When political crises happen or human rights are being destroyed, the use of smart phones and other technology to spread the word is critical. What about when natural disasters strike? When a family has minutes to evacuate before a tsunami wipes out their village, do they take a picture or tweet about it? No. But the World Health Organization, in cooperation with national and local governments, and by demand of citizens in crisis and an outcry for better preventative measures, is working on building better early warning systems for post-disaster epidemics. The technology? A boat, a bike, your boots. Also needed: a pencil, paper, and your determination.

Recently in the Solomon Islands the immense destructive forces of the 6 February 2013 8.0 magnitude earthquake and pursuant 3m tsunami left thousands of people without homes and brought down the health care system.

The Solomon Islands consist of 1,000 islands off the South Pacific and are home to 550,000 people. The destructive power of the February earthquake left thousands vulnerable to diseases due to the broken health care system. 5500 residents required temporary living shelters. These shelters are often plagued by poor sanitation due to lack of resources and cramped living quarters. Poor sanitation leads to a plethora of preventable diseases—most of which associated with diarrhea.

Taking a queue from the early warning systems set up to warn of impending natural disaster, the World Health Organization worked with the Ministry of Health of the Solomon Islands to set up an early warning system to identify outbreaks, unusual outbreak patterns, and the number of people affected. This is a critical step towards disaster recovery and decreasing the vulnerability of those affected.

Developing the surveillance system presented logistical challenges of connecting vulnerable people to health clinics. Five clinics were set up around Santa Cruz, the main island that was affected. The head nurses, “doubled as boat captains,” connected patients to clinics. Traveling from surveillance sites to the clinics is risky. Poor weather, no lights on the boats, dangerous landing sites and navigational skill are all impediments to the surveillance system. For Solomon Islanders, these risks are necessarily overcome because full coverage is absolutely necessary for the system to work.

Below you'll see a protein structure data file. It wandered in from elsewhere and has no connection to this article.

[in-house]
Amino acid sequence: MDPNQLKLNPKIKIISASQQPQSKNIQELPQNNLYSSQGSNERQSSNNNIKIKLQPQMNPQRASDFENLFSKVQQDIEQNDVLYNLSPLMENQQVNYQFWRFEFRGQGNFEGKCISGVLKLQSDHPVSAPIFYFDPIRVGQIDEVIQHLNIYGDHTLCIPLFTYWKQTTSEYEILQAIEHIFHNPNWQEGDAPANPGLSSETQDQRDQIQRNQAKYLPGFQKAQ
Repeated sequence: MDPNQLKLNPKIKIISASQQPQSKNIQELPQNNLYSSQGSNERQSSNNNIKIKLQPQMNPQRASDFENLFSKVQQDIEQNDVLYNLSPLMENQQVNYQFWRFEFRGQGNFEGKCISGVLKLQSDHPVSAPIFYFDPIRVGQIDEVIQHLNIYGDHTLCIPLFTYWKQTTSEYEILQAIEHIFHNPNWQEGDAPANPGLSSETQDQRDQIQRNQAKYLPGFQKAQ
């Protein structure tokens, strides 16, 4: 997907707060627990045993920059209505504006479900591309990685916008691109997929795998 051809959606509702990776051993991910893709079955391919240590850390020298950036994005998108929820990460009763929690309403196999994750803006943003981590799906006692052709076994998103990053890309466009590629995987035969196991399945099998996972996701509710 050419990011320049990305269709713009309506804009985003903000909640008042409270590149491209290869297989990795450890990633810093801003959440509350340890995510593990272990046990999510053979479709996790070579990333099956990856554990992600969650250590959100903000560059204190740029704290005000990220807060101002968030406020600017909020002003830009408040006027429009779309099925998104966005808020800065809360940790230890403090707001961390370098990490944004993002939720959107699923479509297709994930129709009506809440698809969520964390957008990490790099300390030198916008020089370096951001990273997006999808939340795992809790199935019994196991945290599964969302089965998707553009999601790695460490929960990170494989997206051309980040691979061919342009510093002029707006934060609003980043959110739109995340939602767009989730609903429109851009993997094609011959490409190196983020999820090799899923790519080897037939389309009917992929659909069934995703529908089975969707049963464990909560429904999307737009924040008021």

The WHO works with the clinics to make sure all the information necessary to identifying and preventing large-scale outbreaks is included in an accessible way. The successful system, now fully functional, has collected data, identified risky areas, and has quickly responded to problems.

The WHO initiative in the Solomon Islands is not unique and neither is their geography. There are 52 developing island nations in the world. These nations carry a disproportionate risk imposed by earthquakes and tsunamis and break down of health systems. Early warning health systems are a part of a larger global strategy to minimize post-natural disaster vulnerability. The WHO works with governments to create a Global Risk and Response system. The main activities include working with governments to set up early warning systems and develop laboratory capacities to handle large amounts of biological material—all of which requires bio-security to keep potential diseases from escaping. Training for and building response strategy plans is also a main function of the WHO’s Global Alert and Response (GAR) system. Seasonally, the GAR supports governments in climate related disease preparedness and creates standardized approaches to climate related diseases such as influenza and malaria.